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Analysis Of Arcadia

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Arcadia was performed April 13-17 and 21-24, 2016 at Furman University’s Playhouse Theatre. Although it is described as a “romantic comedy with jokes,” I found it was much more about thinking versus feeling, intellect versus emotion. Along the way, many of the characters move from one to the other quite gracefully, especially beautiful through the parallel past and present. One character who seems to toil with peoples’ journeys in the present-day of Arcadia is Bernard Nightingale. Bernard—played by junior Sam Nelson—is a professor from Sussex that is self-assured and seeks to prove a fact just because he feels inferior people should it is obviously true. Ultimately Bernard failed to reach his goal of finding the correct person, timeline, and relationships that occurred in Sidley Park around 1809, but he had no learning curve. He continued to search for power over others, even if he could not get it through wealth and fame from honorable historical recognition. Early on in the show, Bernard Nightingale appears at Sidley Park after writing a letter to the owner of the house, Lord Croom, under a disguised name. He hopes to come to Sidley Park to find Hannah Jarvis—a…show more content…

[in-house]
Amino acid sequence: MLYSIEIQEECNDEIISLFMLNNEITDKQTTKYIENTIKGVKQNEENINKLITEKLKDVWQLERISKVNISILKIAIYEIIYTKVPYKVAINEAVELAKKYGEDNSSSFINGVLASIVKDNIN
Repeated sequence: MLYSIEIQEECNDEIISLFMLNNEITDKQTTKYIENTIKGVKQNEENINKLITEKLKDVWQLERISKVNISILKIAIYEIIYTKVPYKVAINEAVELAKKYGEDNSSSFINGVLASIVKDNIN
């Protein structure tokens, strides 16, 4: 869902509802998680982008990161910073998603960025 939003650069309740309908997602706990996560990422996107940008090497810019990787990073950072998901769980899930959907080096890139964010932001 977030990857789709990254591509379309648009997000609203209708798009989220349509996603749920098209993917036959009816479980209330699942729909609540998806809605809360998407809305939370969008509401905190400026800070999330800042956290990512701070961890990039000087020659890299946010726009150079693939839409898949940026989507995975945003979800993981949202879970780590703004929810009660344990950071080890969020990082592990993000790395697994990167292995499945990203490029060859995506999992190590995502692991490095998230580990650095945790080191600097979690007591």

Jay Oney. As a female audience member, it was hard not to feel violated for both Hannah and Chloe throughout the present day scenes, despite the fact that Bernard often made a fool of himself. He was not a charming character, but slimy. That is where the downfalls of being a contributing member of the ensemble came in. Oftentimes, it was too slimy for the rest of the characters—in both periods—and featured too many over-the-top interactions. All in all, Bernard had many pitfalls throughout his journey of—interestingly—seeming to stay the same person at the end of the show. It was fascinating to see a character so invested in having power over others, lose a lot, and somehow still find prosperity in his
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